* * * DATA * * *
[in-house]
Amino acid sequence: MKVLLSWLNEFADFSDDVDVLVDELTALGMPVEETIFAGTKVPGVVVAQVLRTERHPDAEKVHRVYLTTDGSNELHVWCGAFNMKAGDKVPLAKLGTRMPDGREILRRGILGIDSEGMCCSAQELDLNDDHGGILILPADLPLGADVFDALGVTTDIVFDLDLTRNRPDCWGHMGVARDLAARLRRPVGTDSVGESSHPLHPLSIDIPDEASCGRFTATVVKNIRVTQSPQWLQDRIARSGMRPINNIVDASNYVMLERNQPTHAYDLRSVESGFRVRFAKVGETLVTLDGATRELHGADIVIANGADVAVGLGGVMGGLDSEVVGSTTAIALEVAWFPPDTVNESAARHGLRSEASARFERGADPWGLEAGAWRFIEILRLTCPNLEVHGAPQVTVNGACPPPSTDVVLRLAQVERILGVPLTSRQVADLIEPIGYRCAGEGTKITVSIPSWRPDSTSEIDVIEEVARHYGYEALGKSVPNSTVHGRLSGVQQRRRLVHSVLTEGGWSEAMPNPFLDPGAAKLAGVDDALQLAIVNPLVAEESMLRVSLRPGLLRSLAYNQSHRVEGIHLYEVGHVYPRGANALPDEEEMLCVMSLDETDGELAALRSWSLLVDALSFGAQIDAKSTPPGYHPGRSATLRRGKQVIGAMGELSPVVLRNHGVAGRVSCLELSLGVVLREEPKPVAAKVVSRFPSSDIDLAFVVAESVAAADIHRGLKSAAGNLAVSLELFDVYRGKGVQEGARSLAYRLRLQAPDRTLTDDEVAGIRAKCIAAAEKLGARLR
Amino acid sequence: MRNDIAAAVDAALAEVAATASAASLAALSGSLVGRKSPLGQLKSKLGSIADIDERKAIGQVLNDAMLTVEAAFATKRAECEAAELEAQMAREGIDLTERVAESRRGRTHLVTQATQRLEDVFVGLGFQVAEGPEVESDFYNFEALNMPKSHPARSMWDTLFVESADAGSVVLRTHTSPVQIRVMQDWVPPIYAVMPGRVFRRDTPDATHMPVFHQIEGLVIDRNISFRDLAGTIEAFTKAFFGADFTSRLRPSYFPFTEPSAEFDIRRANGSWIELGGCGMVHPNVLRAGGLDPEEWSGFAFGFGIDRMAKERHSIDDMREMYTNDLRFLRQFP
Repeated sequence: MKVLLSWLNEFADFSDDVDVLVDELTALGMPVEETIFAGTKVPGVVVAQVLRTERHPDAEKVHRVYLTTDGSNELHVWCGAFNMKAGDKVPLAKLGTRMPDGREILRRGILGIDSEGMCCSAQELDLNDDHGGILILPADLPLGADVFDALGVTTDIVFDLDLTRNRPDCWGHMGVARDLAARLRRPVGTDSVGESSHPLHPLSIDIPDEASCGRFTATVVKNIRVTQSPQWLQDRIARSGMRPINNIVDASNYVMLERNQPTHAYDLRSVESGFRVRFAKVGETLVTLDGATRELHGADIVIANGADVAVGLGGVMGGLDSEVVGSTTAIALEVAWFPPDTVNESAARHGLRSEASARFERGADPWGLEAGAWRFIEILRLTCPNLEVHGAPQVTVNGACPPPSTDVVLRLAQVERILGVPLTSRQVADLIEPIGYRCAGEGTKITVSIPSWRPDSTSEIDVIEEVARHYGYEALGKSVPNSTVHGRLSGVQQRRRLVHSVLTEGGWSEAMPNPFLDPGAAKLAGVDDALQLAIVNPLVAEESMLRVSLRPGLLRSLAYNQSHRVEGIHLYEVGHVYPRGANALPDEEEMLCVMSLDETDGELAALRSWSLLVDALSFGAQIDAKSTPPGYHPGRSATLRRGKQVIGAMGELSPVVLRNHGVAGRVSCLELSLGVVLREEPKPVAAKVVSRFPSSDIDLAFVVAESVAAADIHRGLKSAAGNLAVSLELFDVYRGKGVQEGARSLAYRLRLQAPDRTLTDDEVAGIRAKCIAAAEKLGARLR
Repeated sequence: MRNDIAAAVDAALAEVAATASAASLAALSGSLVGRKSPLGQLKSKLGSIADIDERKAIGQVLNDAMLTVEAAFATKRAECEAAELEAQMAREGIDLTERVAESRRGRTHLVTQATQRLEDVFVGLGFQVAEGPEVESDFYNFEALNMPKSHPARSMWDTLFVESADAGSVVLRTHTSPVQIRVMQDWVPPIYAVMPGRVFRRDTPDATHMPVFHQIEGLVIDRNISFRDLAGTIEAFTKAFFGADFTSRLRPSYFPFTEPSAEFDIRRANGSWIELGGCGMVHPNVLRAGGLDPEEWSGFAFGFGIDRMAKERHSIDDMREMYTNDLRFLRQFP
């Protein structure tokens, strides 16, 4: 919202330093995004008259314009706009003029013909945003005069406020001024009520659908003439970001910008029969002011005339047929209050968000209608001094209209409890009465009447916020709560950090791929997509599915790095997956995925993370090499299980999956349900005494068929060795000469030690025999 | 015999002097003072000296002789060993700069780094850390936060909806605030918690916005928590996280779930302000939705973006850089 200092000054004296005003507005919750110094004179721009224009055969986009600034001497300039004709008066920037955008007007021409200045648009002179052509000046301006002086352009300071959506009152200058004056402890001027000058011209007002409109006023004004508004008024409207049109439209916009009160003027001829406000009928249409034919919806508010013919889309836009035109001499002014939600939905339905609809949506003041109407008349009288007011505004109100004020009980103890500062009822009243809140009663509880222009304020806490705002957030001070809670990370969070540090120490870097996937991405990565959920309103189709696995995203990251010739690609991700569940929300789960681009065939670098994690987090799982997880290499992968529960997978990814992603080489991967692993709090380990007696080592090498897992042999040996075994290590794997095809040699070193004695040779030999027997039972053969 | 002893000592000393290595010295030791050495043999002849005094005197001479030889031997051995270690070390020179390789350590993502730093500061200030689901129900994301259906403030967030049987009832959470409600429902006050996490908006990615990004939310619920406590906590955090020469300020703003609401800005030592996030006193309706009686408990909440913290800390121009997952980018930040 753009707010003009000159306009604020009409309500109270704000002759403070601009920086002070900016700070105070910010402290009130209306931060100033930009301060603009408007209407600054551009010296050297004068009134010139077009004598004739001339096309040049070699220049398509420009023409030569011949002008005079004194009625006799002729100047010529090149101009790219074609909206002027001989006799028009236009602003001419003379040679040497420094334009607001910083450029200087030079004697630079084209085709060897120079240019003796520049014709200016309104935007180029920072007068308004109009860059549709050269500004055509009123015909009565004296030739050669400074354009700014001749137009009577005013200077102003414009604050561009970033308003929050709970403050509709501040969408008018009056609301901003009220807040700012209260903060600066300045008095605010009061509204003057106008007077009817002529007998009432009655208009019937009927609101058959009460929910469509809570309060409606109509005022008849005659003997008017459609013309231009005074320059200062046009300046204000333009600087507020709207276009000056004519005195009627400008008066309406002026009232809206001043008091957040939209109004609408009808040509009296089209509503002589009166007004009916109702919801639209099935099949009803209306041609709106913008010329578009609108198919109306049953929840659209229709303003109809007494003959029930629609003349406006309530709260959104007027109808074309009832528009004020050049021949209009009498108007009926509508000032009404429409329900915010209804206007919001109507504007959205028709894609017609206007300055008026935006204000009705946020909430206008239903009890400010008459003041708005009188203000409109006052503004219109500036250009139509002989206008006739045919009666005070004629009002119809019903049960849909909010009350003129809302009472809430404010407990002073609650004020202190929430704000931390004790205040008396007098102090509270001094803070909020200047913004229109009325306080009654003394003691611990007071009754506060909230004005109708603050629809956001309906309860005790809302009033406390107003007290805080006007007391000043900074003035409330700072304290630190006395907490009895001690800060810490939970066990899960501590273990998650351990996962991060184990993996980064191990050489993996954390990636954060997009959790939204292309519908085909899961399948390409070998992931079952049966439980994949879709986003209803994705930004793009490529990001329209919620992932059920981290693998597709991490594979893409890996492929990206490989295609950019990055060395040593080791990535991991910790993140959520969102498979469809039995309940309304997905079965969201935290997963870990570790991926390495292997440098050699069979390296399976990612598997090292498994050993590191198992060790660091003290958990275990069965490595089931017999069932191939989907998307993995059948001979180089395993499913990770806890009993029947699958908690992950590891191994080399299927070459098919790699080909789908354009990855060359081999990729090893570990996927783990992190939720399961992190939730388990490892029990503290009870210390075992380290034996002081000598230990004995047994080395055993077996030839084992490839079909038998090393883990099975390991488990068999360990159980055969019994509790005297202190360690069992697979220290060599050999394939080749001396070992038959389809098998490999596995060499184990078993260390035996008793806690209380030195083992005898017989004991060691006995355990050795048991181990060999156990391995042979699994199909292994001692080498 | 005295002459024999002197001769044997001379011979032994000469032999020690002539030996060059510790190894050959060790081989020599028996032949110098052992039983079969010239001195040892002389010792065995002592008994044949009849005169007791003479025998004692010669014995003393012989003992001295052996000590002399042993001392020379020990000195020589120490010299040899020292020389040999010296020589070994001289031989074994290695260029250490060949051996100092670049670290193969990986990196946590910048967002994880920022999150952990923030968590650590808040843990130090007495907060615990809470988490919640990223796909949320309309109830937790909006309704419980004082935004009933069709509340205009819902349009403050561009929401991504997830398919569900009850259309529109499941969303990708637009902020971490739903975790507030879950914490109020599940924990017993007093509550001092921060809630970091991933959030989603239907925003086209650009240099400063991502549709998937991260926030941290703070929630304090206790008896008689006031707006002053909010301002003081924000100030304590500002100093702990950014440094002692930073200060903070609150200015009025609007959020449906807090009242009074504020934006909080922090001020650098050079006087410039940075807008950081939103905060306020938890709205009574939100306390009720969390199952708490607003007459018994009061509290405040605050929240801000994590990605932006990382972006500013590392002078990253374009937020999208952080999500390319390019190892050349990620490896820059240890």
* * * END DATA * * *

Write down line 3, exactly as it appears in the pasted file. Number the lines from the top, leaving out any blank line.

Amino acid sequence: MRNDIAAAVDAALAEVAATASAASLAALSGSLVGRKSPLGQLKSKLGSIADIDERKAIGQVLNDAMLTVEAAFATKRAECEAAELEAQMAREGIDLTERVAESRRGRTHLVTQATQRLEDVFVGLGFQVAEGPEVESDFYNFEALNMPKSHPARSMWDTLFVESADAGSVVLRTHTSPVQIRVMQDWVPPIYAVMPGRVFRRDTPDATHMPVFHQIEGLVIDRNISFRDLAGTIEAFTKAFFGADFTSRLRPSYFPFTEPSAEFDIRRANGSWIELGGCGMVHPNVLRAGGLDPEEWSGFAFGFGIDRMAKERHSIDDMREMYTNDLRFLRQFP